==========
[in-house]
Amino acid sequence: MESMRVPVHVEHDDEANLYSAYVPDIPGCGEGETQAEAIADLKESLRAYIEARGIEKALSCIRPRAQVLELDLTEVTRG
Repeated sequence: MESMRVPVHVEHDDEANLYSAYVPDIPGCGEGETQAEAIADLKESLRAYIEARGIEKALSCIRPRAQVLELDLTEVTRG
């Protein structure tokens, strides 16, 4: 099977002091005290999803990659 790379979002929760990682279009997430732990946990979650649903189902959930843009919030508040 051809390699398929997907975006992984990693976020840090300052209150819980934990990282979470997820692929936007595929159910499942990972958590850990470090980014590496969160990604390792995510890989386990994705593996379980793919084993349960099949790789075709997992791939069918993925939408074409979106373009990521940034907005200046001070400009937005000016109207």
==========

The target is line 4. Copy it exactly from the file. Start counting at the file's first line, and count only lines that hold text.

């Protein structure tokens, strides 16, 4: 099977002091005290999803990659 790379979002929760990682279009997430732990946990979650649903189902959930843009919030508040 051809390699398929997907975006992984990693976020840090300052209150819980934990990282979470997820692929936007595929159910499942990972958590850990470090980014590496969160990604390792995510890989386990994705593996379980793919084993349960099949790789075709997992791939069918993925939408074409979106373009990521940034907005200046001070400009937005000016109207």